Friday, July 18, 2014

Blame DNA for Our Desire to Eat and NOT Run

I blamed my parents and grandparents for my food cravings, believing they were imbedded in my brain and stomach when young, contributing undesirably to my health, well-being, waistline, and pocketbook.

A recent essay in The Wall Street Journal lifted a guilt-ridden chip off my shoulder.

Now I owe my relatives an apology.

I am weak, but realize it is not my fault.

DNA is the culprit.

Life was not easy for our ancestors. They could not drive to the nearest supermarket and pick up shopping carts full of ready-made, easy-to-prepare foods. 

They hustled for their nourishment, spending long hours hunting, fishing, and foraging for grains, fruits and veggies.

In cold weather they huddled in shelters attempting to keep warm. Arguments probably occurred over who was going to go out in the cold seeking food.

“We need more wood for the fire. Go get some, and while you’re out kill something for dinner.”
“I was going to paint with the guys. You go out and find some meat and kill’em. I’m staying here.”
“You‘re so lazy. I am sick of you spending so much time with your buddies painting graffiti on my cave walls…”
”OK, OK, I’ll see what I can find. Maybe I can coax a couple of rabbits out.”
“I am tired of rabbit. How about deer for a change?”
“I’m not traipsing through the snow stalking deer in this weather…”

Weather, disease, and man-made disasters led to unpredictable food supplies. Our DNA compensated by directing us to binge when food was available and then rest, storing energy until needed. Those reserves got us through lean food times, allowed us to outrun animal or human enemies, provided padding during long, cold winters, and met whatever other eventualities humans faced threatening their survival.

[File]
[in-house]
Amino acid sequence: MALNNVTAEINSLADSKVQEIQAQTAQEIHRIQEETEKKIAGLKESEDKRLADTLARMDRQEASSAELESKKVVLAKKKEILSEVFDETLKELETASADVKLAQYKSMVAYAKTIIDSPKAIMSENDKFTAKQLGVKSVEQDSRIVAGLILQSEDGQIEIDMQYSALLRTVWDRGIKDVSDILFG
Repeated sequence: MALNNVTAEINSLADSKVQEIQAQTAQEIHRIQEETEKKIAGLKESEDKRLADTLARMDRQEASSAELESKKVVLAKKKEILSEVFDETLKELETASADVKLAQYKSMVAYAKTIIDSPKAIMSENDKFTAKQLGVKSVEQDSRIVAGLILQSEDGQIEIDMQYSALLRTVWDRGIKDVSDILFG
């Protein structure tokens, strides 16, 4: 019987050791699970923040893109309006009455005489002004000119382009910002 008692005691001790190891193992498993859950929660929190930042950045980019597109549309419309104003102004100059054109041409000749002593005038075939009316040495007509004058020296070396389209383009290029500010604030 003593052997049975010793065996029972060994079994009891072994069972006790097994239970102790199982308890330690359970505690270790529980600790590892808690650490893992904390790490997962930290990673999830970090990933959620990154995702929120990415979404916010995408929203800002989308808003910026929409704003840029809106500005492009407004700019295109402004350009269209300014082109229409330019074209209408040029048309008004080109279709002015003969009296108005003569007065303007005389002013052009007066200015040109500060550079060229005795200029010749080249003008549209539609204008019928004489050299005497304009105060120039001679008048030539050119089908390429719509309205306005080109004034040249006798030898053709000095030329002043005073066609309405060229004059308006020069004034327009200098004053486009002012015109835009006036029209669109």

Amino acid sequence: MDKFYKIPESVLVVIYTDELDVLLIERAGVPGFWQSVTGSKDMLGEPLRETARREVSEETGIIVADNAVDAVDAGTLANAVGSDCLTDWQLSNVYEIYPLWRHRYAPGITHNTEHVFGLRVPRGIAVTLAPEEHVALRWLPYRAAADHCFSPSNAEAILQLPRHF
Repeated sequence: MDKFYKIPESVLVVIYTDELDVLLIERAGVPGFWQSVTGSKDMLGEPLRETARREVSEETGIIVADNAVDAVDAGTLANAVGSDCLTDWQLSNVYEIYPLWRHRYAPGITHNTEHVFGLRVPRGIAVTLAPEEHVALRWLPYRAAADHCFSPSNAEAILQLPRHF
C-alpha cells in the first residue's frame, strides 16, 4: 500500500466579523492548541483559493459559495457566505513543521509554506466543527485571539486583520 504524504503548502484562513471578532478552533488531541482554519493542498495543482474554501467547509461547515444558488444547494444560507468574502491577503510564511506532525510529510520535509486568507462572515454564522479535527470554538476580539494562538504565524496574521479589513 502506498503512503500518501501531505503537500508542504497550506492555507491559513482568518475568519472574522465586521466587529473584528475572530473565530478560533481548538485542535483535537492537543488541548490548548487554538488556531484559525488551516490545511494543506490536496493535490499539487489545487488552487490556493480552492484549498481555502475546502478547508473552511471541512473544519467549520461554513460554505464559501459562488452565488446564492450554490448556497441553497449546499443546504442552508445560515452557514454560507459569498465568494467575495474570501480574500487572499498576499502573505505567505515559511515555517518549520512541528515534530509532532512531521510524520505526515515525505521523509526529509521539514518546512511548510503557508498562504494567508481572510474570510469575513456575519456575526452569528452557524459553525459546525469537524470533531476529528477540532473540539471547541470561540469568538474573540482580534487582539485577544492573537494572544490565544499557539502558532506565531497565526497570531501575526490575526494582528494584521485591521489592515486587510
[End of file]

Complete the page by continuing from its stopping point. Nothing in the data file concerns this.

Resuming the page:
Our predecessors learned to farm and raise livestock. People enjoyed leisure time. Food consumption became a form of entertainment synonymous with fun, gratification, and good times.

An indulgence of the rich – having more than enough to eat - filtered down to the common man and woman.

Fast forward to the 20th century. Scientists began working miracles with food, producing such wonders as Wonder Bread, Oreo cookies, soda, chips, gummy bears, ice cream, chocolate kisses…

And the most wondrous of all, the invention our civilization will be known and praised for, a creation societies will duplicate throughout our world and possibly other worlds and pass down through the ages –

Fast food and the eateries pushing providing fast food.

The products of food science and fast food are a staple of many people’s diet nowadays, allowing populations of the developed world to transform into overweight, sedentary beings.

Studies detail the destructiveness of the modern regimen, and they have influenced the logical, left side of my brain. Indulging in sugar and fat is harming my body. Our car-centric lifestyles utilize minimal calories. We have to reach deep within our psyche to rouse ourselves and move.

But the goodies are so hard to resist.

And it is not my fault.

Our DNA rocks on, urging us to gorge and rest, while our intellect attempts to move us in a healthier direction.

So where does that leave us?

Fighting instinct, individuals fighting a war our culture is not yet winning.

But now I know who – or rather, what - to blame, and who not to blame.

Sorry, Mom, Dad, Grandma and Grandpa. It’s not your fault! 


  1. i knew there was a perfectly logical explanation.

  2. It is amazing how much our world has changed from the "old" days, isn't it? I fight the Battle of the Bulge every single day. And it's been ages since I've eaten in a fast food restaurant. Glad to know it's not my fault but my DNA's fault. Oh, wait... :-)

  3. Ahhh!
    We might have a cultural explanation for our cravings and habits; but we are still stuck with the consequences of our decisions. I blame the food industry for caring too much about their profits, and not the health benefits/liabilities they were producing. After all, they invented the perfect combination of fat/sugar/salt to stimulate our cravings for more and more...

  4. I like your analysis, but I wouldn't let mom and dad off the hook so easily. There are many reasons why we gain weight. I blame DNA, Mom and Dad, the food industry, my spouse, my dog ... everybody but me!